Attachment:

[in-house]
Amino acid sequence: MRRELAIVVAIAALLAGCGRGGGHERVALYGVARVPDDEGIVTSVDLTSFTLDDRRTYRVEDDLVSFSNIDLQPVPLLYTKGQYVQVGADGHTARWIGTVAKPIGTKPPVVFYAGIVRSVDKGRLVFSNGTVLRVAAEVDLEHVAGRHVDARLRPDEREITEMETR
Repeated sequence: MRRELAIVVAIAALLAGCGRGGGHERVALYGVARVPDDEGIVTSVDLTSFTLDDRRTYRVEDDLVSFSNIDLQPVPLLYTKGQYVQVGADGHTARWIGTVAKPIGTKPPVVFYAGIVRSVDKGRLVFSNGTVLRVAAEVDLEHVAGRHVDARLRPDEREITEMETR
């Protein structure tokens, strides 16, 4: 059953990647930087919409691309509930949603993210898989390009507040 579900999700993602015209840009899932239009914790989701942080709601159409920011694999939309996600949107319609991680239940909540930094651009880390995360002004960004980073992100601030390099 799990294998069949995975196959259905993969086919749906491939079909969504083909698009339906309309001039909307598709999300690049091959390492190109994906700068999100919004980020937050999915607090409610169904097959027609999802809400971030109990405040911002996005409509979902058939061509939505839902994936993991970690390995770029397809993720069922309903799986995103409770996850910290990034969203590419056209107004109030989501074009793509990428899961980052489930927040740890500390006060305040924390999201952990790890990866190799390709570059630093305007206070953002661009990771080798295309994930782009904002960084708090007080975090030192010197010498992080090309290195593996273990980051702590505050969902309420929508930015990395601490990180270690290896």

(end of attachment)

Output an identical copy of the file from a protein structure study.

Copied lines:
[in-house]
Amino acid sequence: MRRELAIVVAIAALLAGCGRGGGHERVALYGVARVPDDEGIVTSVDLTSFTLDDRRTYRVEDDLVSFSNIDLQPVPLLYTKGQYVQVGADGHTARWIGTVAKPIGTKPPVVFYAGIVRSVDKGRLVFSNGTVLRVAAEVDLEHVAGRHVDARLRPDEREITEMETR
Repeated sequence: MRRELAIVVAIAALLAGCGRGGGHERVALYGVARVPDDEGIVTSVDLTSFTLDDRRTYRVEDDLVSFSNIDLQPVPLLYTKGQYVQVGADGHTARWIGTVAKPIGTKPPVVFYAGIVRSVDKGRLVFSNGTVLRVAAEVDLEHVAGRHVDARLRPDEREITEMETR
């Protein structure tokens, strides 16, 4: 059953990647930087919409691309509930949603993210898989390009507040 579900999700993602015209840009899932239009914790989701942080709601159409920011694999939309996600949107319609991680239940909540930094651009880390995360002004960004980073992100601030390099 799990294998069949995975196959259905993969086919749906491939079909969504083909698009339906309309001039909307598709999300690049091959390492190109994906700068999100919004980020937050999915607090409610169904097959027609999802809400971030109990405040911002996005409509979902058939061509939505839902994936993991970690390995770029397809993720069922309903799986995103409770996850910290990034969203590419056209107004109030989501074009793509990428899961980052489930927040740890500390006060305040924390999201952990790890990866190799390709570059630093305007206070953002661009990771080798295309994930782009904002960084708090007080975090030192010197010498992080090309290195593996273990980051702590505050969902309420929508930015990395601490990180270690290896």